We navigate to where this Colon 2000 place is and start searching for anything ferry-ish. In the distance we see a huge boat. Whoa, is that a ferry.


We quicken our steps towards it. Now hope is a fickle bitch. Every little teaser gets you amped for a solution. And we’ve had our fair share of ups and downs on this trip. Every little tinge of hope gets you gliding. And more often than not it’s been a let down. In this case, we close in on the massive ship and it turns out to be a cruise ship. Letting a bazillion passengers off who cross some fenced in gateway to be let into this shopping area. Lots of shipping = lots of shopping, and the plaza we were in seemed like the epicenter.

Damn, ok keep searching. We go into the Radison hotel/casino to see what’s up with this spectral ferry. Once again we’re greeted with AC, but this time it’s casino AC and wow is it incredible. Icy cold and such a welcome refreshment. Almost hit up the wheel of fortune just to hang in it for a bit. But we were on a mission and we strode right through the slots-noisy casino into the lobby. The girl behind the desk gave us a number to call to get info for the ferry. Can we use the hotel phone. No. Ok, cool (not cool). She directed us to some public phones.

Back out into the scorch, we rounded the building back to a grocery store in the center of Colon 2000. There was the smallest, most crowded square of 8 phones packed behind a bunch of random machines and whatnot that we had to squeeze around to get to. James put 15 cents in the payphone and dialed the number on the paper Radison girl had given us. List of options. For English press 2. He presses 2. Do you want this, this, or this, or wait for an operator. Wait for operator. Dial tone. WTF? 15 more cents, from our stash of about 55. Redial. Hit 2 again. Same list. Hit 1. Goes through to a guy. Doesn’t speak English. Then hangs up on him. Receiver hulk smash. Redo. 15 cents. Immediately asks for more money. throw a dollar in. eats it. no more time. dial tone. MacKay holds up the phone flabbergasted. I check the map, “Alright dude, let’s just head towards this hanger looking thing and see if there’s an office or something”. We walk towards the exit and the doors slide shut right on MacKays face. Waving at the sensor. Nothing. I start laughing. That’s so symbolic of where we are right now. We’re now having such a shit time it’s laughable.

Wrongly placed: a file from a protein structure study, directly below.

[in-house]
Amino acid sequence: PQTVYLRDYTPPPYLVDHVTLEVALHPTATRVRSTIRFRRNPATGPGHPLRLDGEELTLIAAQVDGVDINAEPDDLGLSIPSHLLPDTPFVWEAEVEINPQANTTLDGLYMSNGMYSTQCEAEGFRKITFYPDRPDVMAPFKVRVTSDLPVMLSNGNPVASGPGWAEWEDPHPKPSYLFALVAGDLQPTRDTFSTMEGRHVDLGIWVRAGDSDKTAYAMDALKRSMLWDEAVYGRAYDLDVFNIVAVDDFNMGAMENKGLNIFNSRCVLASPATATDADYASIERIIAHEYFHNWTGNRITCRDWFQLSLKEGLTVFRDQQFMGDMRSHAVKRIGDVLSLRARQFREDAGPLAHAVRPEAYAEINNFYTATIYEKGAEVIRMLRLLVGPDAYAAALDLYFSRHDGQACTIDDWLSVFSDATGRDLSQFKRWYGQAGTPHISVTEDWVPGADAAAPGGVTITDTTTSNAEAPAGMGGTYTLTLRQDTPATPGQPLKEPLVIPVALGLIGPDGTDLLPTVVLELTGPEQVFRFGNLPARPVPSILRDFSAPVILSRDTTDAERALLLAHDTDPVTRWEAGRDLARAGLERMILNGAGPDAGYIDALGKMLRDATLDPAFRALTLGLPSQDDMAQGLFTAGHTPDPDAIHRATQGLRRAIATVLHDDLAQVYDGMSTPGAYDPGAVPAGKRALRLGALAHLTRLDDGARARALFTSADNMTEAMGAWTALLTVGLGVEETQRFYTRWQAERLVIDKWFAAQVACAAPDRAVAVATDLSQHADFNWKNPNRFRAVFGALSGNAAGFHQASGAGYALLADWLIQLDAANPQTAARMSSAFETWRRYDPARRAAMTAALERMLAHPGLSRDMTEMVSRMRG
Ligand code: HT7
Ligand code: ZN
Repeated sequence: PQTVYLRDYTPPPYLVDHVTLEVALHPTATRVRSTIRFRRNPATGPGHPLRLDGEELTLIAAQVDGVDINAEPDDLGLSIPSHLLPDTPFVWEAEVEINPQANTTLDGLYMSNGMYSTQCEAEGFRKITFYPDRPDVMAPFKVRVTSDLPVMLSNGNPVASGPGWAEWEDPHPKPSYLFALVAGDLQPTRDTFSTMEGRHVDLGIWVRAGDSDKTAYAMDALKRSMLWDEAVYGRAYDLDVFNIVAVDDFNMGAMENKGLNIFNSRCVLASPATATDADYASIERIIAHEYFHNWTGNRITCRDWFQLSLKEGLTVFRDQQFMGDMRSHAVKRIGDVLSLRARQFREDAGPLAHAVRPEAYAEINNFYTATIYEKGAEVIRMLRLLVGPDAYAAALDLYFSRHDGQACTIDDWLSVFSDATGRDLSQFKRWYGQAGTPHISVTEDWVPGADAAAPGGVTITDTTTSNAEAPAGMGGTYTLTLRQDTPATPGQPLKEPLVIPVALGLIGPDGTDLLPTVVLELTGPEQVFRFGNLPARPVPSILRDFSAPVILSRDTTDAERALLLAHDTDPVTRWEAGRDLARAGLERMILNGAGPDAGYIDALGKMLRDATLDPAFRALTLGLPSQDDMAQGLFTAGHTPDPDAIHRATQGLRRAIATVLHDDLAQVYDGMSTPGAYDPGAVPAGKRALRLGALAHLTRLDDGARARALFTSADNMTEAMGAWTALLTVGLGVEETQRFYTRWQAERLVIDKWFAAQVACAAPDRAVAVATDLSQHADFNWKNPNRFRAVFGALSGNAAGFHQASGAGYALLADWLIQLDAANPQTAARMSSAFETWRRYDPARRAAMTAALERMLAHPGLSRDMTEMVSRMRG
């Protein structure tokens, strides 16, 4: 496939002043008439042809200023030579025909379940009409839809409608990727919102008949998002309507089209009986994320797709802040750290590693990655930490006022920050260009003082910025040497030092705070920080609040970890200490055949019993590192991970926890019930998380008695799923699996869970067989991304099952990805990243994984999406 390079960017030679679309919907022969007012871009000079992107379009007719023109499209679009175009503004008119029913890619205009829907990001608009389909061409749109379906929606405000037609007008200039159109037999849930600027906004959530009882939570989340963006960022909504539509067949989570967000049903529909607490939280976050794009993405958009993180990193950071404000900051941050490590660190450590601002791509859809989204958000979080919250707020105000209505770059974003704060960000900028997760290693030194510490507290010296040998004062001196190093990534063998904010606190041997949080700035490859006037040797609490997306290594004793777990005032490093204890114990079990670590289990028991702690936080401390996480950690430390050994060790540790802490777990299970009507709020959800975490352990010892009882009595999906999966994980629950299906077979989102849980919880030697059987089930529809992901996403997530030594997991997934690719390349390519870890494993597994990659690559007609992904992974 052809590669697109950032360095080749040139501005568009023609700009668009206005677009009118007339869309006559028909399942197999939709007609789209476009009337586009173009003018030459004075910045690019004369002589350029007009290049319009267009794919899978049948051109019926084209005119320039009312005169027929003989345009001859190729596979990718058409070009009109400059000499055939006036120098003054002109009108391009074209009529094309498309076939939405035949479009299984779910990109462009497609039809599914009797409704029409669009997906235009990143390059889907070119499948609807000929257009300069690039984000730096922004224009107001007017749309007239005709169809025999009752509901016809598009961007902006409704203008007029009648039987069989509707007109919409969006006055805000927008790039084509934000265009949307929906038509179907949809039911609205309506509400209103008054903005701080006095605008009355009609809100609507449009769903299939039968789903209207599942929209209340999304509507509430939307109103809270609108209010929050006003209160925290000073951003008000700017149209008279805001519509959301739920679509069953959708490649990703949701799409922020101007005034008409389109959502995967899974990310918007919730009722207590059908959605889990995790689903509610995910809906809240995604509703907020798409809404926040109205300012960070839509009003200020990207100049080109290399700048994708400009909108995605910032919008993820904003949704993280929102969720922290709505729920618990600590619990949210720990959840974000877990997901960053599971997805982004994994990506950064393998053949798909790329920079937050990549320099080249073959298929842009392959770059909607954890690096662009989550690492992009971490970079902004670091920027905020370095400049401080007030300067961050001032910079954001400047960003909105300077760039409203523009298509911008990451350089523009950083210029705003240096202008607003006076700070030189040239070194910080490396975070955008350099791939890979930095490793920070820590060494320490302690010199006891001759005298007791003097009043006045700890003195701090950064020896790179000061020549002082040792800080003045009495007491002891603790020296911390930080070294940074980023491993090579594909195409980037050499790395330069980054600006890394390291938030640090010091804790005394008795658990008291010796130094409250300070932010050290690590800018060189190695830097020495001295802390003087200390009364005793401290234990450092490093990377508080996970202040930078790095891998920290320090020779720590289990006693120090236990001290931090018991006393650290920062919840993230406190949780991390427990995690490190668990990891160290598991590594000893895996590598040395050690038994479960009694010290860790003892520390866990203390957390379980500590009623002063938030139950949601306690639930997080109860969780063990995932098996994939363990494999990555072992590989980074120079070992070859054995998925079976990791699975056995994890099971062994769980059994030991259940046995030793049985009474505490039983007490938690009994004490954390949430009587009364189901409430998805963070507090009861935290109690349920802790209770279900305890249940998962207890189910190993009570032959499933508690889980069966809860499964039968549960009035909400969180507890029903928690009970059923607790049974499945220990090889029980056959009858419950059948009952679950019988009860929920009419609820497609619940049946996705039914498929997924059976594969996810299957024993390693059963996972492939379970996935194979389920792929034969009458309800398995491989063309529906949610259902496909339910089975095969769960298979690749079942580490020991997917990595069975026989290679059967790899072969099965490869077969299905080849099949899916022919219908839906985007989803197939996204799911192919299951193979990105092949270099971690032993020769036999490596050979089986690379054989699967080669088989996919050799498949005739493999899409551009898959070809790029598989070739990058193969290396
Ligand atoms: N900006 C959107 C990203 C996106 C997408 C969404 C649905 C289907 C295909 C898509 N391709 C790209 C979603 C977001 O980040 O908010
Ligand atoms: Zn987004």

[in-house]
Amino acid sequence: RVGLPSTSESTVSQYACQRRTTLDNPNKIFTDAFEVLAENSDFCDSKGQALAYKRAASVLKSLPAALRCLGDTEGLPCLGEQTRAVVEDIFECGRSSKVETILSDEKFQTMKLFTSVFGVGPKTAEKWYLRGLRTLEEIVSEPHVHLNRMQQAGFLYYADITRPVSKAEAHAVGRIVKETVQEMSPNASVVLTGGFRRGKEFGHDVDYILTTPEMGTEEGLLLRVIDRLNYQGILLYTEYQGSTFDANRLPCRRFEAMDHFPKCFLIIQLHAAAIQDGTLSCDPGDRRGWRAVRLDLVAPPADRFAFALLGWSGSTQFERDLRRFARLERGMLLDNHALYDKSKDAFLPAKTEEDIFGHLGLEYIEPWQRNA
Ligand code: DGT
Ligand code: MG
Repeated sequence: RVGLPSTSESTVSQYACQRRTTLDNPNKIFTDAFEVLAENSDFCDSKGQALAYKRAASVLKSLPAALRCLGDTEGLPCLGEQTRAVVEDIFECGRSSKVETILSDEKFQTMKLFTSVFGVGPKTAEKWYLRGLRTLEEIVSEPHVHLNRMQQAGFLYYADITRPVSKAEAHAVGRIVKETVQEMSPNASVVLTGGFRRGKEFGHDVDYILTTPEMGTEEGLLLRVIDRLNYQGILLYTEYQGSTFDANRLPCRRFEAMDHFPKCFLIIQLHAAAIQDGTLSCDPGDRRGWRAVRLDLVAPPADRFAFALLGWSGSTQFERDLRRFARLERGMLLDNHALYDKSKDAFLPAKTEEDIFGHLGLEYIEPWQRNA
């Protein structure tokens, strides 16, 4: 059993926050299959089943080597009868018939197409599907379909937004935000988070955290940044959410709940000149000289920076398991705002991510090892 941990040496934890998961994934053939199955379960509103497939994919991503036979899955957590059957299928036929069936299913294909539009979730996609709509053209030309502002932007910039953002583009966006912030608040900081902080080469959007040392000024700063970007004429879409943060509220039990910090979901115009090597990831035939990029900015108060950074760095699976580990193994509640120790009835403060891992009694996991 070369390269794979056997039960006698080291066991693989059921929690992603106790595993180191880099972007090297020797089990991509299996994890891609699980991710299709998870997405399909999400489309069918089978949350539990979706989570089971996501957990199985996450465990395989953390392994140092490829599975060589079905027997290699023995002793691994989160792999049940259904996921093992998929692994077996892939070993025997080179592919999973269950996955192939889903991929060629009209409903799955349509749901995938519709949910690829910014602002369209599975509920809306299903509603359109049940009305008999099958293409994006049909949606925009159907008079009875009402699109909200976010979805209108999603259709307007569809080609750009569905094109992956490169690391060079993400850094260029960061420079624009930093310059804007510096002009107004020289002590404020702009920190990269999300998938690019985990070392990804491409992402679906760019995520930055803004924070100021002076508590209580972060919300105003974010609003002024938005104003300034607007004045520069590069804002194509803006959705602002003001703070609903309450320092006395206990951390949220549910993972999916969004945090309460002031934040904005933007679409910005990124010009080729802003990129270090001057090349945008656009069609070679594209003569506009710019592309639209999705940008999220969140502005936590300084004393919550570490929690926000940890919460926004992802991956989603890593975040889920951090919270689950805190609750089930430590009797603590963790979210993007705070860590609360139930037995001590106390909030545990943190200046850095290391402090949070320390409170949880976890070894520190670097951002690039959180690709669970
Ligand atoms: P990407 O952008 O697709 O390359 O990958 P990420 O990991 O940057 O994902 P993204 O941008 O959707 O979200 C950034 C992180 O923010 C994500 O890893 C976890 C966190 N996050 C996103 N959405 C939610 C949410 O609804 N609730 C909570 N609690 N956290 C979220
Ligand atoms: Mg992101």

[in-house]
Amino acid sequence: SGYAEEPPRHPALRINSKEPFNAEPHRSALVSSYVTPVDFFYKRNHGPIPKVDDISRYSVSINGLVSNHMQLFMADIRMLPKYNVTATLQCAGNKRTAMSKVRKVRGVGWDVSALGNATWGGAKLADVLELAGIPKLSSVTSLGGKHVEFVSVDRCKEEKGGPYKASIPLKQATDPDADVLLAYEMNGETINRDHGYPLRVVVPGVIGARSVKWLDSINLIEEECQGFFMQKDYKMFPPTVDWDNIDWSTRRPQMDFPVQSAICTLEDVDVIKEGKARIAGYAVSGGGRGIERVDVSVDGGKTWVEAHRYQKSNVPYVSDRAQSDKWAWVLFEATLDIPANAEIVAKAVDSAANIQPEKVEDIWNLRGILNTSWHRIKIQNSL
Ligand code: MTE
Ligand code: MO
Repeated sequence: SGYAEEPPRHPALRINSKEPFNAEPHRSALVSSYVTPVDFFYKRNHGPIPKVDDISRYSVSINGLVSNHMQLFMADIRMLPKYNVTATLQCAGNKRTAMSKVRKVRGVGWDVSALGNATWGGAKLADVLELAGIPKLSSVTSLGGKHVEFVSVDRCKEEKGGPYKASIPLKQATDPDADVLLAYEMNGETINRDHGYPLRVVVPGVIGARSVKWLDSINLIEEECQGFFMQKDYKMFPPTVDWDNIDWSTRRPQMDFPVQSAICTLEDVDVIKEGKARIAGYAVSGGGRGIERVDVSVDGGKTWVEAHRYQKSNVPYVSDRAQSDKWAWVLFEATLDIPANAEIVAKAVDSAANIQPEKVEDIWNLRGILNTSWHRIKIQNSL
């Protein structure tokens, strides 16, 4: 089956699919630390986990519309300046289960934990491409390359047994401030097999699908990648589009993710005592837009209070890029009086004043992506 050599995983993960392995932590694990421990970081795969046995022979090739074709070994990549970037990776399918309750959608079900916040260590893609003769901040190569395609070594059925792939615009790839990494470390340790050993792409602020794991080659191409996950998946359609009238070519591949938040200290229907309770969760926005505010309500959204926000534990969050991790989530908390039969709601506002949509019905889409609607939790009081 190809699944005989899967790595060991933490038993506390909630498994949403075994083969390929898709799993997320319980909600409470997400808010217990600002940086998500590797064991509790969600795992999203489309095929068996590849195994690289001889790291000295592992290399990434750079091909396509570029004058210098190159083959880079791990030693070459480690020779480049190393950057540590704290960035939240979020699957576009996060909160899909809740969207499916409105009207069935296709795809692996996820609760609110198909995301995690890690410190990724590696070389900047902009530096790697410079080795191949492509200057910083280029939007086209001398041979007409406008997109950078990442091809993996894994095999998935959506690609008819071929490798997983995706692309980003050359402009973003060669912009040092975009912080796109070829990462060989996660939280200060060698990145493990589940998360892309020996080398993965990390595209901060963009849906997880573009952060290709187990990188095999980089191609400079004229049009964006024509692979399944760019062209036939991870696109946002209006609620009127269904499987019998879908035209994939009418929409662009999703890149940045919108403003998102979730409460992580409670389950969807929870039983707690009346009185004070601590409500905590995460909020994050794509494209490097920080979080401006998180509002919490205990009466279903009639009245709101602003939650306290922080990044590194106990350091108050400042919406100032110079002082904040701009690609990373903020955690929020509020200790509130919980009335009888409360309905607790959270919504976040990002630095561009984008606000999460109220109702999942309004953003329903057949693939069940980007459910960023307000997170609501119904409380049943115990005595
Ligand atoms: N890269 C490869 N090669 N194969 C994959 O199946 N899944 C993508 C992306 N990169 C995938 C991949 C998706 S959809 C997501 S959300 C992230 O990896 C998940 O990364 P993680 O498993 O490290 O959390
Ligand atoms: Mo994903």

Ok, next up we’re trucking past a bunch of restaurants towards the hanger thingy and I spot an advertisement for a ferry. Holy Shit! It’s outside some cafe. We ask a waiter guy about it and he points to the cafe. Really the office is in that little cafe? That makes no sense. He takes us in and grabs a waitress. Yep there’s a little window booth at the back of the cafe where some dude is dealing with ferry stuff. YEEEESSS!

We rush up and talk to the guy. It’s 700 for the car something like 150 for each of us. Fuck it let’s do it. Ok, he whips out his smartphone and pulls up the calender app. Swipes over to November and MacKay and I exchange the no fucking way glance. Yep. It isn’t running until November 14th, 21st, and 28th. Which would we like. Damn. None of the above. Thanks anyways man, but we can’t be sitting here for a month in gangland Colon. Is there any other ferry services. No. K, peace.

Alright, no Hubert, no ferry, options were ticking down and things were looking bleak. We get back to El-BP and start to book it back across town to the port again to look into shipping options for the car. We’ll have to figure out how to ship the car, fly over, and then meet it on the other side.